Resources used:

  • Peter G. Fisher, Frank Künzel, Helena Rylander, 18 - Neurologic and Musculoskeletal Diseases, Editor(s): Katherine E. Quesenberry, Connie J. Orcutt, Christoph Mans, James W. Carpenter, Ferrets, Rabbits, and Rodents (Fourth Edition), W.B. Saunders, 2020, Pages 233-249, ISBN 9780323484350, https://doi.org/10.1016/B978-0-323-48435-0.00018-6.
  • Anna L. Meredith, Jenna Richardson, Neurological Diseases of Rabbits and Rodents, Journal of Exotic Pet Medicine, Volume 24, Issue 1, 2015, Pages 21-33, ISSN 1557-5063, https://doi.org/10.1053/j.jepm.2014.12.007.
  • Morsy EA, Salem HM, Khattab MS, Hamza DA, Abuowarda MM. Encephalitozoon cuniculi infection in farmed rabbits in Egypt. Acta Vet Scand. 2020;62(1):11. Published 2020 Feb 22. doi:10.1186/s13028-020-0509-6.https://dx.doi.org/10.1186%2Fs13028-020-0509-6


Part 3 posted on: October 29, 2020


So, you think your rabbit patient might have E. cuniculi. She's developed an acute head tilt, or has phacoclastic uveitis, or has primary renal azotemia. You'd like to do some testing to see if E. cuniculi might be the cause. What's the right diagnostic test to run? This is a bit of a loaded question because, unfortunately, the majority of the time we cannot make a definitive diagnosis. Rabbits can be EXPOSED to E. cuniculi, but not infected. Rabbits can be INFECTED with E. cuniculi, but not develop disease. And rabbits can have syndromes often associated with E. cuniculi, like those listed above, and have some other disease process occurring (even if they also happen to be infected by E. cuniculi).

The only way to definitively say that a rabbit has been infected by E. cuniculi is to find the organism within the tissues on a biopsy. This is rarely something that we manage to do on a live rabbit, since it would require collecting tissue from the eye, brain, or kidney (although, if a rabbit needs an eye removed due to phacoclastic uveitis, that's a great opportunity to submit tissues for biopsy). Early on in the course of disease, E. cuniculi spores are shed in the urine, but this only happens intermittently, and the shedding period can occur long before a rabbit shows any signs of disease (the lab at UF-Miami tried examining urine samples alongside blood samples to see if screening for urine spores was helpful, but unfortunately urine testing didn't provide any useful information).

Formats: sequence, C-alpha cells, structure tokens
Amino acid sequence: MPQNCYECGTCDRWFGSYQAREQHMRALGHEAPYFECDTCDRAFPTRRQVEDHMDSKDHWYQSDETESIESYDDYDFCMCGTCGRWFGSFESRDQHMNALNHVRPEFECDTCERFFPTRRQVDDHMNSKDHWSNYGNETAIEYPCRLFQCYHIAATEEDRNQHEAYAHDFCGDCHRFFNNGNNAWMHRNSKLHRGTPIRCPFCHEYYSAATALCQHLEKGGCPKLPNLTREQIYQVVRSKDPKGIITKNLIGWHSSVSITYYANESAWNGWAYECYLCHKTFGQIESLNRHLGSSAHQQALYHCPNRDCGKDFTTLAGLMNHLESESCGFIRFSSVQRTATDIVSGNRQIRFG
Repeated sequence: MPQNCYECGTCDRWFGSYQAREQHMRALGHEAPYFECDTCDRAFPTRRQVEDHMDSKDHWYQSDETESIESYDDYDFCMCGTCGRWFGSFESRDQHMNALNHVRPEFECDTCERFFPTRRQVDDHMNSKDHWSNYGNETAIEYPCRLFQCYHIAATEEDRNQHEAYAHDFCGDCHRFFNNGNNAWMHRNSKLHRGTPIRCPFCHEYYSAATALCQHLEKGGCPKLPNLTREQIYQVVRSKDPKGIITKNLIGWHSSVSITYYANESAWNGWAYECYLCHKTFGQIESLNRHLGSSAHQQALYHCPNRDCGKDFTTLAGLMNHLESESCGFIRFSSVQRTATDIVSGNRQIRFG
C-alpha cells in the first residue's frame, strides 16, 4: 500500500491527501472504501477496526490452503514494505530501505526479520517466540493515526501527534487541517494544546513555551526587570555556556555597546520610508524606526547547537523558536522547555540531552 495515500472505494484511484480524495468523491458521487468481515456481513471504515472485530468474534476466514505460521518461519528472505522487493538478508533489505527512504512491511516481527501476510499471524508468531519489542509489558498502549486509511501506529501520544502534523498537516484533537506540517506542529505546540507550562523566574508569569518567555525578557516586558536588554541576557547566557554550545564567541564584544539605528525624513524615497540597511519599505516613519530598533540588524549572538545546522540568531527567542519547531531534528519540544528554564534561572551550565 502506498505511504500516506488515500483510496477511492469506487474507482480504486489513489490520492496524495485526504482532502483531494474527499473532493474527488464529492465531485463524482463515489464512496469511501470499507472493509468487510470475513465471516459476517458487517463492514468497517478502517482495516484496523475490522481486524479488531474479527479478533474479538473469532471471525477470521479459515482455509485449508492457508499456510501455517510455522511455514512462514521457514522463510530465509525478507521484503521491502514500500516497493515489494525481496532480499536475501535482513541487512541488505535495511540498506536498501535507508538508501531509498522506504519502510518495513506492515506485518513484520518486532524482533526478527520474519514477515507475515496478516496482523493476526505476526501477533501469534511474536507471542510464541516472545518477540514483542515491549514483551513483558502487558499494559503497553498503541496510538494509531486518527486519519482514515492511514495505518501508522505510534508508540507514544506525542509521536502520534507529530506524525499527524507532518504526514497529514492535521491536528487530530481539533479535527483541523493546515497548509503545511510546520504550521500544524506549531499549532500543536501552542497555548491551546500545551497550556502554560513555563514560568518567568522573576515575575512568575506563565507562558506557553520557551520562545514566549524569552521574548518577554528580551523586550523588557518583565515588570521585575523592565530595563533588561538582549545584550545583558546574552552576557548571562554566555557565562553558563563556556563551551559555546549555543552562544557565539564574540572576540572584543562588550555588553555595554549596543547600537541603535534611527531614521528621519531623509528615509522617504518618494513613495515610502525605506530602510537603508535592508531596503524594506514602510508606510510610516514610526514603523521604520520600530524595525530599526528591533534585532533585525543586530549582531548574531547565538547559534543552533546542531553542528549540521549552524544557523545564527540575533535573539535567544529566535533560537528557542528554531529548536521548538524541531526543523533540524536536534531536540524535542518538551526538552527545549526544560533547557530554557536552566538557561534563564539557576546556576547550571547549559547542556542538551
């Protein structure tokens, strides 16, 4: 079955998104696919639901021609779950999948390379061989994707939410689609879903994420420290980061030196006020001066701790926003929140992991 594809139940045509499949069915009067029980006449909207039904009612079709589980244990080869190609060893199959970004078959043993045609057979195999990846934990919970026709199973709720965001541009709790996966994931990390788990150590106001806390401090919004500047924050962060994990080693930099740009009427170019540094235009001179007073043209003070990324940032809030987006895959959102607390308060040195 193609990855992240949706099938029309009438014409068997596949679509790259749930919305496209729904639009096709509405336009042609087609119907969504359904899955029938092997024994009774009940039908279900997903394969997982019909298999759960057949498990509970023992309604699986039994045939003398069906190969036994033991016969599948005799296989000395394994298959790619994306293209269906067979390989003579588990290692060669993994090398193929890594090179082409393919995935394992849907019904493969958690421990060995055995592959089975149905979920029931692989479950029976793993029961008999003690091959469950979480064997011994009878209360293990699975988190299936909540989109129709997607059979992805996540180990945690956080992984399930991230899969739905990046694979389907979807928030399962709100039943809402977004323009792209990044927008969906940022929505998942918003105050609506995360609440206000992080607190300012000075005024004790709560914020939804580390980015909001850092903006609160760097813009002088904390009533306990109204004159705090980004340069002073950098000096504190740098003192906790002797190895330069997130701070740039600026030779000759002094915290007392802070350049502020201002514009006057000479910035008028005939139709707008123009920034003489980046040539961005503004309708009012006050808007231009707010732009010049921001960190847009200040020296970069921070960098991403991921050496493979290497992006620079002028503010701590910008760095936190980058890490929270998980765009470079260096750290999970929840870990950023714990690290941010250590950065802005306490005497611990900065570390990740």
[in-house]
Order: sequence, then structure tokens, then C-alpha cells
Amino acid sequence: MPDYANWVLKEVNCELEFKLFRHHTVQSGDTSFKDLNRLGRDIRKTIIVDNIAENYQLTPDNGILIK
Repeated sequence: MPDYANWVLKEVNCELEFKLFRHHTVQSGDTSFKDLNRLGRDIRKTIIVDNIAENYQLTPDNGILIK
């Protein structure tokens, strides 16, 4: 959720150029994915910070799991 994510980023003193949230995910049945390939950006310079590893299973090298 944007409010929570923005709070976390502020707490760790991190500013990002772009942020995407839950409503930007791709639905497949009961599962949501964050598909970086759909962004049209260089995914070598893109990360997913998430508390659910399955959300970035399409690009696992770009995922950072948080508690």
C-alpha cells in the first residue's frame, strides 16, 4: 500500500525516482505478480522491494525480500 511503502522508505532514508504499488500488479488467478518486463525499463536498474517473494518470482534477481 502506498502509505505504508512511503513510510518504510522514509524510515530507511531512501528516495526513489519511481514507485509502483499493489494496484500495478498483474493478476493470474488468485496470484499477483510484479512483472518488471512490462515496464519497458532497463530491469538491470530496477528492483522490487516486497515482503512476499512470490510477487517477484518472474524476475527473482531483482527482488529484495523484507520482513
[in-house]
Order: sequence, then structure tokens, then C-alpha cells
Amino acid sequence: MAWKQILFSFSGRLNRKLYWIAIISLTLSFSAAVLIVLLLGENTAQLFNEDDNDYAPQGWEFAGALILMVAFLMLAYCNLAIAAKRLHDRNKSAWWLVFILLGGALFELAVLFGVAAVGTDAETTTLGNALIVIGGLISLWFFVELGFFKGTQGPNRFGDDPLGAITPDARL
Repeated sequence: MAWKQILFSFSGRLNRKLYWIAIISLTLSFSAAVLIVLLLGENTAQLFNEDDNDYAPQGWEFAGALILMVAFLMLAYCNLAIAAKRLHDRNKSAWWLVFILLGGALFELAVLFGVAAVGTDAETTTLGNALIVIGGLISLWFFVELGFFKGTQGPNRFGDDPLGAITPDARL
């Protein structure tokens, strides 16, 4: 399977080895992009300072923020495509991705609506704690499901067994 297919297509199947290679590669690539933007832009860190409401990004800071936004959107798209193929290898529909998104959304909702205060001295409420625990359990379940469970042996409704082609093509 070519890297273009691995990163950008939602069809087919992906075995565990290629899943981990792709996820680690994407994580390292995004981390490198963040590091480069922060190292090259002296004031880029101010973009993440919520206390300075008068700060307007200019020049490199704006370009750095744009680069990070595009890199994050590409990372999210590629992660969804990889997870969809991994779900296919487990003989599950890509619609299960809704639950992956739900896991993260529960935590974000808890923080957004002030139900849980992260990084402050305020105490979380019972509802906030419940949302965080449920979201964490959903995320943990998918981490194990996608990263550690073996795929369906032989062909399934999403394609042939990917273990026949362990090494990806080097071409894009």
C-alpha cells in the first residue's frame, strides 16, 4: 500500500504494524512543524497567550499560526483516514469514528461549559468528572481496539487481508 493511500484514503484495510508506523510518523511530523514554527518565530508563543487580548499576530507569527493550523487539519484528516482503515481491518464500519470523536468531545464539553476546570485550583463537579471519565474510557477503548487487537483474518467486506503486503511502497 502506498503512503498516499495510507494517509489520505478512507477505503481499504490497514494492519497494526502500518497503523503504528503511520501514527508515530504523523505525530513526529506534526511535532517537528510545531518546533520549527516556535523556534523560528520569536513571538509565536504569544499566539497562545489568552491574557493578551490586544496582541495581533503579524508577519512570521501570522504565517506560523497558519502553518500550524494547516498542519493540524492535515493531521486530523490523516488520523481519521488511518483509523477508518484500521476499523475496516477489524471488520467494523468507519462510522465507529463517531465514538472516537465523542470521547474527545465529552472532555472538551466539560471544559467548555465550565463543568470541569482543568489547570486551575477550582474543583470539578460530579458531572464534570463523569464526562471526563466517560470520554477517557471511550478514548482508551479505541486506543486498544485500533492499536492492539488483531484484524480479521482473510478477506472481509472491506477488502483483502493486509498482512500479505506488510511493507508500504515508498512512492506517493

Titer Testing

So, what we are left with is an imperfect antemortem tool called titer testing. Titer testing involves collecting a blood sample and measuring the numbers of antibodies created against the E. cuniculi organism. Different types of antibodies respond to infection at different times. IgM antibodies tend to rise earlier on in the course of infection, and IgG antibodies tend to develop later. A paper by Cray et al (2020) references a study of experimentally-infected rabbits that developed IgM titers about a week post-infection and showed that they maintained a detectable IgM titer at 18 weeks post-infection; a second study referenced showed that IgM titers started to decline around 35 days post-infection. This is a clue that rabbits with high or rising paired IgM titers most likely have an acute infection or reactivation of a chronic infection.

The University of Miami is generally considered to be the go-to lab for sending E. cuniculi labwork, as Dr. Carolyn Cray in the Avian and Exotics Lab has special interest in researching E. cuniculi. Some labs will only provide you with a "positive" or "negative" result, but this information is less helpful than getting a quantitative titer, which tells you not just that a rabbit has made antibodies but also how many. There is some nuance involved in interpreting what a low titer means vs a high titer (i.e. having a high titer doesn't necessarily mean a rabbit has more severe disease), but having titer levels above a certain threshold is more likely to indicate active disease rather than historic exposure. Currently, the University of Miami recommends checking an IgM and IgG titer in addition to a level called C reactive protein (CRP), which is a protein that becomes quickly elevated in the face of inflammation. This is the most reliable panel of tests that we currently have for evaluating a rabbit for E. cuniculi infection. Abnormal results in all three of these values are quite indicative of an active E. cuniculi infection.